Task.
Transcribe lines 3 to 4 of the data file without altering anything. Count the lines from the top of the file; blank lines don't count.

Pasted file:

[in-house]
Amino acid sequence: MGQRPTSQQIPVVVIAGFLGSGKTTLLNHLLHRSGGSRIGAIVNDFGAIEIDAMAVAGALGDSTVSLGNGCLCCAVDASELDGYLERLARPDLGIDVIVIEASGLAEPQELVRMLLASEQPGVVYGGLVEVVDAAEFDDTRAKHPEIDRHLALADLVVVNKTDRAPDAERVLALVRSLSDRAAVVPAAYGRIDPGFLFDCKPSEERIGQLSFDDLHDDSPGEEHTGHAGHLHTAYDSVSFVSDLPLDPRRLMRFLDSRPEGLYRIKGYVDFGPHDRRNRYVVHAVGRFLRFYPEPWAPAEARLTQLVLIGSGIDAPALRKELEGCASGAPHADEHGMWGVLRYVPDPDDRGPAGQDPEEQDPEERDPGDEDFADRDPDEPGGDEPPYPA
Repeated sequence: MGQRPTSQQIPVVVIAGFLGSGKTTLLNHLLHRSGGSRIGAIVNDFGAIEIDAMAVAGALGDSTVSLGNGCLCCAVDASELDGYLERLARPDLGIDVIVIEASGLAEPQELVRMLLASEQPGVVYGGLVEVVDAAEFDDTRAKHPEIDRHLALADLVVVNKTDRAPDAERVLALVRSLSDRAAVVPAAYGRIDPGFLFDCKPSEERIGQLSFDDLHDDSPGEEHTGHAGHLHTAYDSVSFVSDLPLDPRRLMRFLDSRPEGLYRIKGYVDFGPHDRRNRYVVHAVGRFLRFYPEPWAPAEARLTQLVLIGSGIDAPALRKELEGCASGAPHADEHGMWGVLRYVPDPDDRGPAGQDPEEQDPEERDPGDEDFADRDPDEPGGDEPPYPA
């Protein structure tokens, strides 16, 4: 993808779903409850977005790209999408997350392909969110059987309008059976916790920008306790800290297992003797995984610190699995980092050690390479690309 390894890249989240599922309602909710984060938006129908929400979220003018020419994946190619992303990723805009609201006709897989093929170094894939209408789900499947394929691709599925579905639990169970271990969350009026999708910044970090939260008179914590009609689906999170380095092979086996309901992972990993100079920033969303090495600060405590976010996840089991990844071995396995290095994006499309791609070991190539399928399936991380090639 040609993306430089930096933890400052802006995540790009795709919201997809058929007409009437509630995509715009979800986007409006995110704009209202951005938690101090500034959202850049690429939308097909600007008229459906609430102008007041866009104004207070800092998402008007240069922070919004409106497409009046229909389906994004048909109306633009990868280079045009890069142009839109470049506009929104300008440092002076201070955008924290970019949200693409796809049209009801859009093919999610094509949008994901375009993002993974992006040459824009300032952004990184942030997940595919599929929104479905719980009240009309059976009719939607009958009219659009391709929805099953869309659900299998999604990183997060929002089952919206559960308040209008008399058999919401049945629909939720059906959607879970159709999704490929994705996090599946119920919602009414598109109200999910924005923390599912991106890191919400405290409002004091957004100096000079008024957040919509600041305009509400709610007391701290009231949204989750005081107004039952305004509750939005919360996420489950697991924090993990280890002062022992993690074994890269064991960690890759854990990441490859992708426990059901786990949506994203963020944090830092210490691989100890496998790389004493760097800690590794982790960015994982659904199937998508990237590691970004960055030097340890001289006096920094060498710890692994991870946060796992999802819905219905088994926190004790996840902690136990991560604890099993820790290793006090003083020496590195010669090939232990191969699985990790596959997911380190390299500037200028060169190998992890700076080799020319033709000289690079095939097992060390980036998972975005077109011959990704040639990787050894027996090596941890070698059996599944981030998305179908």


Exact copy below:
Repeated sequence: MGQRPTSQQIPVVVIAGFLGSGKTTLLNHLLHRSGGSRIGAIVNDFGAIEIDAMAVAGALGDSTVSLGNGCLCCAVDASELDGYLERLARPDLGIDVIVIEASGLAEPQELVRMLLASEQPGVVYGGLVEVVDAAEFDDTRAKHPEIDRHLALADLVVVNKTDRAPDAERVLALVRSLSDRAAVVPAAYGRIDPGFLFDCKPSEERIGQLSFDDLHDDSPGEEHTGHAGHLHTAYDSVSFVSDLPLDPRRLMRFLDSRPEGLYRIKGYVDFGPHDRRNRYVVHAVGRFLRFYPEPWAPAEARLTQLVLIGSGIDAPALRKELEGCASGAPHADEHGMWGVLRYVPDPDDRGPAGQDPEEQDPEERDPGDEDFADRDPDEPGGDEPPYPA
């Protein structure tokens, strides 16, 4: 993808779903409850977005790209999408997350392909969110059987309008059976916790920008306790800290297992003797995984610190699995980092050690390479690309 390894890249989240599922309602909710984060938006129908929400979220003018020419994946190619992303990723805009609201006709897989093929170094894939209408789900499947394929691709599925579905639990169970271990969350009026999708910044970090939260008179914590009609689906999170380095092979086996309901992972990993100079920033969303090495600060405590976010996840089991990844071995396995290095994006499309791609070991190539399928399936991380090639 040609993306430089930096933890400052802006995540790009795709919201997809058929007409009437509630995509715009979800986007409006995110704009209202951005938690101090500034959202850049690429939308097909600007008229459906609430102008007041866009104004207070800092998402008007240069922070919004409106497409009046229909389906994004048909109306633009990868280079045009890069142009839109470049506009929104300008440092002076201070955008924290970019949200693409796809049209009801859009093919999610094509949008994901375009993002993974992006040459824009300032952004990184942030997940595919599929929104479905719980009240009309059976009719939607009958009219659009391709929805099953869309659900299998999604990183997060929002089952919206559960308040209008008399058999919401049945629909939720059906959607879970159709999704490929994705996090599946119920919602009414598109109200999910924005923390599912991106890191919400405290409002004091957004100096000079008024957040919509600041305009509400709610007391701290009231949204989750005081107004039952305004509750939005919360996420489950697991924090993990280890002062022992993690074994890269064991960690890759854990990441490859992708426990059901786990949506994203963020944090830092210490691989100890496998790389004493760097800690590794982790960015994982659904199937998508990237590691970004960055030097340890001289006096920094060498710890692994991870946060796992999802819905219905088994926190004790996840902690136990991560604890099993820790290793006090003083020496590195010669090939232990191969699985990790596959997911380190390299500037200028060169190998992890700076080799020319033709000289690079095939097992060390980036998972975005077109011959990704040639990787050894027996090596941890070698059996599944981030998305179908």